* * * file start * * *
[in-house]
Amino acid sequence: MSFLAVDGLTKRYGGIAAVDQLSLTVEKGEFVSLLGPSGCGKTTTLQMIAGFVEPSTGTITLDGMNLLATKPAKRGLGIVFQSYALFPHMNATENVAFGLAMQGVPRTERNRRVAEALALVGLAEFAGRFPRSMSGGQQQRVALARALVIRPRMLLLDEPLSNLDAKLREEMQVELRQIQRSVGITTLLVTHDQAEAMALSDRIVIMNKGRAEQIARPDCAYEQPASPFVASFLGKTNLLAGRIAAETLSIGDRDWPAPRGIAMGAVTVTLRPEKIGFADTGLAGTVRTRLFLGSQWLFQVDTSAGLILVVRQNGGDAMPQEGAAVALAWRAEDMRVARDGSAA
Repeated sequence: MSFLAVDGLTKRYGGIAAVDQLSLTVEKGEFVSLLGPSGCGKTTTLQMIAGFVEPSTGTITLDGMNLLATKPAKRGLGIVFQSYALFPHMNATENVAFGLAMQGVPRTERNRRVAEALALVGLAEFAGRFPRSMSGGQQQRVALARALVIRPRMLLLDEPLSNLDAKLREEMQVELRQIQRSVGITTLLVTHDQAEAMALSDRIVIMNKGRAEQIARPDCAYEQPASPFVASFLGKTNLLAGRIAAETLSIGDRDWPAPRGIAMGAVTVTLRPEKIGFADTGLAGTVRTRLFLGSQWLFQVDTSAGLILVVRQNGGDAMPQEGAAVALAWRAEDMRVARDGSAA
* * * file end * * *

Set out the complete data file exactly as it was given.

[in-house]
Amino acid sequence: MSFLAVDGLTKRYGGIAAVDQLSLTVEKGEFVSLLGPSGCGKTTTLQMIAGFVEPSTGTITLDGMNLLATKPAKRGLGIVFQSYALFPHMNATENVAFGLAMQGVPRTERNRRVAEALALVGLAEFAGRFPRSMSGGQQQRVALARALVIRPRMLLLDEPLSNLDAKLREEMQVELRQIQRSVGITTLLVTHDQAEAMALSDRIVIMNKGRAEQIARPDCAYEQPASPFVASFLGKTNLLAGRIAAETLSIGDRDWPAPRGIAMGAVTVTLRPEKIGFADTGLAGTVRTRLFLGSQWLFQVDTSAGLILVVRQNGGDAMPQEGAAVALAWRAEDMRVARDGSAA
Repeated sequence: MSFLAVDGLTKRYGGIAAVDQLSLTVEKGEFVSLLGPSGCGKTTTLQMIAGFVEPSTGTITLDGMNLLATKPAKRGLGIVFQSYALFPHMNATENVAFGLAMQGVPRTERNRRVAEALALVGLAEFAGRFPRSMSGGQQQRVALARALVIRPRMLLLDEPLSNLDAKLREEMQVELRQIQRSVGITTLLVTHDQAEAMALSDRIVIMNKGRAEQIARPDCAYEQPASPFVASFLGKTNLLAGRIAAETLSIGDRDWPAPRGIAMGAVTVTLRPEKIGFADTGLAGTVRTRLFLGSQWLFQVDTSAGLILVVRQNGGDAMPQEGAAVALAWRAEDMRVARDGSAA